Tesla Motors’ dance card is filling up fast. Tesla announced last May that it will make music with Toyota in producing all-electric vehicles at the dormant NUMMI plant in Freemont, California (see “Toyota Closes NUMMI Plant in California,“ posted on this blog April 1, 2010). The new high-tech facility at the site of the old NUMMI plant will be renamed The Tesla Factory. It is there that the two companies intend to produce the Tesla Model S, its first sedan. The Tesla-Toyota union is moving ahead quickly, with the delivery of two prototype electric vehicles as early as this month. The Model S is expected to hit the market in 2012.
Tesla Motors stepped back into the spotlight with an IPO on June 29, 2010. The initial public offering of stock has been hailed as a success for the company, in spite of the market’s general rollercoaster performance last spring. After ending its first day with a sharp spike of $23.89, the stock (TSLA) has settled down and is now trading at $17.40, just above the initial public offering price of $17.00.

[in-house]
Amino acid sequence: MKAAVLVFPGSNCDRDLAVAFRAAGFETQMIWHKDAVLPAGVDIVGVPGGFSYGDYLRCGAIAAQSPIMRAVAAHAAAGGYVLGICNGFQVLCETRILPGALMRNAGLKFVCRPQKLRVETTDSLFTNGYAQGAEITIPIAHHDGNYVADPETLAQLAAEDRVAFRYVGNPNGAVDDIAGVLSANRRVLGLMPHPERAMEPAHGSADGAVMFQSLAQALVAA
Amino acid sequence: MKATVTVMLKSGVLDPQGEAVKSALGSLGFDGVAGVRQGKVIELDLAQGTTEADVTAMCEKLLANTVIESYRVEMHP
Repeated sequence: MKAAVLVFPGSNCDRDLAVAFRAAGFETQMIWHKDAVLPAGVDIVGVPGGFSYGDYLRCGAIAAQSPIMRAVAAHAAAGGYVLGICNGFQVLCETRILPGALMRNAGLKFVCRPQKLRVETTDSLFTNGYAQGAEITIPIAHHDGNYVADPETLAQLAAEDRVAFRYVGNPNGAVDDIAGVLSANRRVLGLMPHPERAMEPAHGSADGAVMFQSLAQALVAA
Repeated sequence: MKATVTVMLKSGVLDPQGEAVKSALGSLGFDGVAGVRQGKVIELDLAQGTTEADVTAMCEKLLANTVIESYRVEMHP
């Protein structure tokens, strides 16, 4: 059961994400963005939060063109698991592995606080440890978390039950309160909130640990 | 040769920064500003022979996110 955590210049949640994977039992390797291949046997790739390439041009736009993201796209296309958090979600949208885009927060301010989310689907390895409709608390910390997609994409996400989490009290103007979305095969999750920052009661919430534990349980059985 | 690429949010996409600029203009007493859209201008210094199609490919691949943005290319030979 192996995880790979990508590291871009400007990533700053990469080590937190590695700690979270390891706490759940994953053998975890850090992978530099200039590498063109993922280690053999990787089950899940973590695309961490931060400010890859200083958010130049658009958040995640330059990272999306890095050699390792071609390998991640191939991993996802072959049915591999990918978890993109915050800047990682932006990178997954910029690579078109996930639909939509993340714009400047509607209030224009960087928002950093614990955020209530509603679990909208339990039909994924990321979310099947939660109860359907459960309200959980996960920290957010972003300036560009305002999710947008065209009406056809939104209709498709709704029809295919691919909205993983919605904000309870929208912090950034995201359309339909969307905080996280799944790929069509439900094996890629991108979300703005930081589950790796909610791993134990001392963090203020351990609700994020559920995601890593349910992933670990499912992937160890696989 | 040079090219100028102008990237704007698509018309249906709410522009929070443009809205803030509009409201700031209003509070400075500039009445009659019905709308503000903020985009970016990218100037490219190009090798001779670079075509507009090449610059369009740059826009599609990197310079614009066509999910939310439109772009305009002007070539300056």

Meanwhile, lest we think that Tesla and Toyota are going steady, the media reports that Tesla is whispering with Daimler as well. “Tesla is also working with Germany's Daimler AG on electric vehicles and has supplied battery packs for use in Daimler's Smart minicars. Daimler has also invested at least $50 million in Tesla,” according to the trade publication Automotive News.
Coy, competitive and trendy, tiny Tesla is making some big moves with more than one dance partner. No one should be surprised at a company whose tag line is “Declare Independence.” But who ever thought batteries could be so sexy? For the company website click here.